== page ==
Reverse mortgages have become increasingly popular among seniors as a viable financial tool to unlock their home equity and supplement their retirement income. The Home Equity Conversion Mortgage (HECM) backed by the Federal Housing Administration (FHA) is the most common type of reverse mortgage. However, there is another option known as proprietary reverse mortgages, offered by private lenders. In this blog, we will explore the key differences between standard HECMs and proprietary reverse mortgages, with a specific focus on their closing costs.
Understanding HECMs and Proprietary Reverse Mortgages
- What is a Standard HECM?
The Home Equity Conversion Mortgage (HECM) is a government-insured reverse mortgage designed to assist homeowners aged 62 and above. It offers various payment options, including a lump sum, line of credit, monthly payments, or a combination of these.
- What are Proprietary Reverse Mortgages?
Private lenders offer proprietary reverse mortgages, also known as jumbo or private reverse mortgages. These loans typically cater to high-value homes and may have different terms and conditions when compared to HECMs.
Comparing Closing Costs: HECMs vs. Proprietary Reverse Mortgages
- HECM Closing Costs
HECMs typically have standardized closing costs regulated by the FHA. These costs usually include an origination fee, appraisal fee, mortgage insurance premium (MIP), title insurance, and other third-party fees.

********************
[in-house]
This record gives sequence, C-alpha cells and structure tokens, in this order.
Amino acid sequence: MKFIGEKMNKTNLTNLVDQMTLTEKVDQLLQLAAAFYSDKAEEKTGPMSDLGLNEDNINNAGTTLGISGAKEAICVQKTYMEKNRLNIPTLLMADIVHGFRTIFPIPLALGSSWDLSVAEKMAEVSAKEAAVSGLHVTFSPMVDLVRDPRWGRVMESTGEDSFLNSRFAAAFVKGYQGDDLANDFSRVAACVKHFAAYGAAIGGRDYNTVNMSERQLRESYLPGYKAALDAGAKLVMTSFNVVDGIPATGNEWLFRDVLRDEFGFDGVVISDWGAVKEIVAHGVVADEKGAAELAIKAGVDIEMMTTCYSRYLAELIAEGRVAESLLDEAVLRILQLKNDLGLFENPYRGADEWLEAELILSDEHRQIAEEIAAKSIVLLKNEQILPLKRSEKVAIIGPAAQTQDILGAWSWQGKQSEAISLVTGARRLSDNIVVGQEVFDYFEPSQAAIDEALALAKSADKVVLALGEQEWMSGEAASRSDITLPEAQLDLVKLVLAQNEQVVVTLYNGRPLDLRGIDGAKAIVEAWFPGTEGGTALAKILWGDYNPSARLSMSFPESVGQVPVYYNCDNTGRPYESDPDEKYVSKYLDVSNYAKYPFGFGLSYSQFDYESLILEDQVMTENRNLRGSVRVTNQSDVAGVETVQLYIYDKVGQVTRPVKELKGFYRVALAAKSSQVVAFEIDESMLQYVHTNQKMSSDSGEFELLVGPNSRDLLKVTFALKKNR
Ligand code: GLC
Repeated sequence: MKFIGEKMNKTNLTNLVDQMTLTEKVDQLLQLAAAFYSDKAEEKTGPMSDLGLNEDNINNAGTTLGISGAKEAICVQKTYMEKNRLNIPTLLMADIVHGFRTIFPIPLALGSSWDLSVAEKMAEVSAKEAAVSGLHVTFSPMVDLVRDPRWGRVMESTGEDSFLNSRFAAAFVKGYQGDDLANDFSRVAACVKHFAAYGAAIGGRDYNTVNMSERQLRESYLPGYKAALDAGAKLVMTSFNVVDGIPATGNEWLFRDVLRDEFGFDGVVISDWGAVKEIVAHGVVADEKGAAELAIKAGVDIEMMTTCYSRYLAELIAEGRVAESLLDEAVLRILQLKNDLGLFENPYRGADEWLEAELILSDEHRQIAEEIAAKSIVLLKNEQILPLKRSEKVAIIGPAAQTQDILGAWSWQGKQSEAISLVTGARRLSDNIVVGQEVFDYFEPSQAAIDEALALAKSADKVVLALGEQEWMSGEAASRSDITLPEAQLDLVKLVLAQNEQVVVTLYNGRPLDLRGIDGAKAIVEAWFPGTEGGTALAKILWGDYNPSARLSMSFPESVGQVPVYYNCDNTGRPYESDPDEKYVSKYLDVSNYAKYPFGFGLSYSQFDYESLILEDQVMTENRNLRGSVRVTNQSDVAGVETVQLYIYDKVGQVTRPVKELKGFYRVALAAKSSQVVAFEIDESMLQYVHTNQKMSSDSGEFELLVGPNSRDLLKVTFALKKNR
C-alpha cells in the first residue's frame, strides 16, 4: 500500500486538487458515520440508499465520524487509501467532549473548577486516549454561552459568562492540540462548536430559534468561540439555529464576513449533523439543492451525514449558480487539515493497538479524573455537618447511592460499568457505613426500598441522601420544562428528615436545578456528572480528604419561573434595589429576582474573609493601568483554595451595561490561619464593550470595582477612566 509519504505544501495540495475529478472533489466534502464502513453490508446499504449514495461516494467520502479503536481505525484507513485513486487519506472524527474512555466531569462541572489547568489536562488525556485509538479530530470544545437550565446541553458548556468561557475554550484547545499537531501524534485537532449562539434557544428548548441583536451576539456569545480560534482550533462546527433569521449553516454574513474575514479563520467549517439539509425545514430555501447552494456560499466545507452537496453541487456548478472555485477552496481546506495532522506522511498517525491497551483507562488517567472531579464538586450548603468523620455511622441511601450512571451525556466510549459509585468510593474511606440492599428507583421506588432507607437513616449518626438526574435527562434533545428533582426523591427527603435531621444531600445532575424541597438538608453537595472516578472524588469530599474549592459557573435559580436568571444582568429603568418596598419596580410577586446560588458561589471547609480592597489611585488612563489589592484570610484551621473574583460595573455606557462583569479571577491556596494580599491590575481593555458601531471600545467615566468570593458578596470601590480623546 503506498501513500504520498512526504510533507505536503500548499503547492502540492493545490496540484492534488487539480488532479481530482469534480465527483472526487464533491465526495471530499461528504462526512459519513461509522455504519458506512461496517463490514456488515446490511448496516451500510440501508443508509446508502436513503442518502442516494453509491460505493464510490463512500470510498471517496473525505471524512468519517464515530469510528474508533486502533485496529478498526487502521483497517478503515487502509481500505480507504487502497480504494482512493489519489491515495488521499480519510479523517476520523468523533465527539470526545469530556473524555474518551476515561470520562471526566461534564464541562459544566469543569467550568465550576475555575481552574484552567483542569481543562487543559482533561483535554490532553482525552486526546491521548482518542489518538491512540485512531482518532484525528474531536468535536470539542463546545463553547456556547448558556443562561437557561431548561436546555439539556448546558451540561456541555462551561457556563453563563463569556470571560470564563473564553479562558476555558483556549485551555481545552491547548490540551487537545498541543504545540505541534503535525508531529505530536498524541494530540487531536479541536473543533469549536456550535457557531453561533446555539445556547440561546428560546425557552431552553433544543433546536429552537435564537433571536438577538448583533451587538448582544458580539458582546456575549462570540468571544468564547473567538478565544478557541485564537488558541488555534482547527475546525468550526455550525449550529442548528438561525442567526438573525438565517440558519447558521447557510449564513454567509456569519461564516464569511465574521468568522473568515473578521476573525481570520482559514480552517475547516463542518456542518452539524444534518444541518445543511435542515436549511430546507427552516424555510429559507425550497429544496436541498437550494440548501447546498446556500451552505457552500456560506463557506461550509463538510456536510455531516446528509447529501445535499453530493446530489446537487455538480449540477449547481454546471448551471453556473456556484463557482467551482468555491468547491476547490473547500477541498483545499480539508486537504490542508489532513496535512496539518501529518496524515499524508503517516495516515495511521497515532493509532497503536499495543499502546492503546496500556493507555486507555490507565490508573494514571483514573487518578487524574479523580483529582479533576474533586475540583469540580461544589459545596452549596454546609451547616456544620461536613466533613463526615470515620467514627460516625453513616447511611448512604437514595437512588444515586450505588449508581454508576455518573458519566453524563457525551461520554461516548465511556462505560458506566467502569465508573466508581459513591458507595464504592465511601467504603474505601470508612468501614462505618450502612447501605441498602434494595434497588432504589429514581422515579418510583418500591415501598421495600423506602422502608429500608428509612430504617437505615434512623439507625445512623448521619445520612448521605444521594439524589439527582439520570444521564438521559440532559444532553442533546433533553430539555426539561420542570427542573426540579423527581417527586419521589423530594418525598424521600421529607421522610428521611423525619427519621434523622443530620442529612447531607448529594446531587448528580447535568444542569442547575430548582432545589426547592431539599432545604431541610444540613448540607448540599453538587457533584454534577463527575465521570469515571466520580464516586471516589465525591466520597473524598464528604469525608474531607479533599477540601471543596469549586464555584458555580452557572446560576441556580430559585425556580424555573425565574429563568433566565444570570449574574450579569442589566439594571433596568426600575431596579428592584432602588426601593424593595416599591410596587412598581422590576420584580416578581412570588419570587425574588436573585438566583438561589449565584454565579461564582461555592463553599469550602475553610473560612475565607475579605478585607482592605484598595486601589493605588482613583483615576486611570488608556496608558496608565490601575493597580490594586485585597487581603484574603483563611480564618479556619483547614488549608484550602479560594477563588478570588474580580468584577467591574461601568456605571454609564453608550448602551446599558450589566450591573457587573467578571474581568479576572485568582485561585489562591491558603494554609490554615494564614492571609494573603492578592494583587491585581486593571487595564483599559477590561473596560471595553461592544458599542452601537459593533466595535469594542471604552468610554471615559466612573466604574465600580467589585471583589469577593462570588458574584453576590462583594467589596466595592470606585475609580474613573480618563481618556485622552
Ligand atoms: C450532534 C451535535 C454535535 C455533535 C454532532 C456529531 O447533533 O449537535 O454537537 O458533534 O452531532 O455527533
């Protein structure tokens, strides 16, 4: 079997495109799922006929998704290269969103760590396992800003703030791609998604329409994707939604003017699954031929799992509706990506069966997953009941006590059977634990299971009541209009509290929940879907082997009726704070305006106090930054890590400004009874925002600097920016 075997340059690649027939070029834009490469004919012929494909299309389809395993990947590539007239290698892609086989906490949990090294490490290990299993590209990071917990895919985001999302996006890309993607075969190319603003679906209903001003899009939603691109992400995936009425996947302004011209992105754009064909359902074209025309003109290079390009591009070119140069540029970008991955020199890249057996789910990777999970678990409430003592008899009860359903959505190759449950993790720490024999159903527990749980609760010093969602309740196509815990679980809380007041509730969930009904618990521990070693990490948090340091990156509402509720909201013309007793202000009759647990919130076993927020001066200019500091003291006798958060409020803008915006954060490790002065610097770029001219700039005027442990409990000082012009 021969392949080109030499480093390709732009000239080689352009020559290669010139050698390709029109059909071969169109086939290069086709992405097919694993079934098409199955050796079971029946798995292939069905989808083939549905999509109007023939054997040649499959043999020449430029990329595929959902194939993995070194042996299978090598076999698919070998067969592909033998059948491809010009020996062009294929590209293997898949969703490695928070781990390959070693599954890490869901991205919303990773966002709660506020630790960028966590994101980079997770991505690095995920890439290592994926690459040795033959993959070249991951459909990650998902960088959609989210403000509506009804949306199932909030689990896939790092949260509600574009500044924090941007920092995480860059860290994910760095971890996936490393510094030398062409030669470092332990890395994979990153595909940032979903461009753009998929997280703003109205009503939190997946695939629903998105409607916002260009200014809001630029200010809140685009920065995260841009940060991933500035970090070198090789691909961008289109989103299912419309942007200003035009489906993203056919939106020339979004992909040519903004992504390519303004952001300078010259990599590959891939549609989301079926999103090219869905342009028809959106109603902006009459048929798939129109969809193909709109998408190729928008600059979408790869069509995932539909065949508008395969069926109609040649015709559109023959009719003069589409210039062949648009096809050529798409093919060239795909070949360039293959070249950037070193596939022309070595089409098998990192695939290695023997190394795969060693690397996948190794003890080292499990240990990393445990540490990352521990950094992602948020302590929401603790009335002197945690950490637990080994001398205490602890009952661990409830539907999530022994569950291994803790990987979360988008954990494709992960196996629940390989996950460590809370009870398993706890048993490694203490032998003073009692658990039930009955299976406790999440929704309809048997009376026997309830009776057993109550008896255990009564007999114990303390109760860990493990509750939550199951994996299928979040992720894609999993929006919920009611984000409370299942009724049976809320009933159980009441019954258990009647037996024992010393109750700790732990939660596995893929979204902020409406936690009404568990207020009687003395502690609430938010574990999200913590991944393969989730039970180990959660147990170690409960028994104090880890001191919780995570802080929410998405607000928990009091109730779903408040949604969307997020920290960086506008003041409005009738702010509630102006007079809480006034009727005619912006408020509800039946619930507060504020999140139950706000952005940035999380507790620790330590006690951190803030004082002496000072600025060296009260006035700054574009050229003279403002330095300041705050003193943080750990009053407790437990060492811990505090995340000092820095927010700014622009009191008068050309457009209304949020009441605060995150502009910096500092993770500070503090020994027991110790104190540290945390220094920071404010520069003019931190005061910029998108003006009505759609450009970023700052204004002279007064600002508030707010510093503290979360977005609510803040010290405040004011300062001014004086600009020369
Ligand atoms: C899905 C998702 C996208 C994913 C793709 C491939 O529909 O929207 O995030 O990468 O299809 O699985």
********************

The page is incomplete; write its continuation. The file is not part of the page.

- Proprietary Reverse Mortgage Closing Costs
Since proprietary reverse mortgages are not government-insured, lenders have more flexibility in setting their terms and fees. As a result, closing costs can vary significantly among lenders. Common fees include origination fees, appraisals, title insurance, and servicing fees.
Factors Influencing Closing Costs
- Loan Amount and Home Value
The size of the loan and the appraised value of the home can impact closing costs. Higher loan amounts or more valuable properties may incur higher fees.
- Lender Policy
Each lender can set its own policies and fee structures for proprietary reverse mortgages. Some lenders might offer competitive rates, while others may charge higher fees to cover the risk associated with larger loans.
When considering a reverse mortgage, it is essential to examine the closing costs associated with both standard HECMs and proprietary reverse mortgages. While proprietary reverse mortgages can offer higher loan limits and more flexibility, they may also come with higher closing costs. Weighing the pros and cons and seeking professional advice will help you make an informed decision that aligns with your financial goals and provides you with a secure and comfortable retirement. Remember that understanding the closing costs is just one part of the larger picture when choosing a reverse mortgage that suits your specific needs and preferences.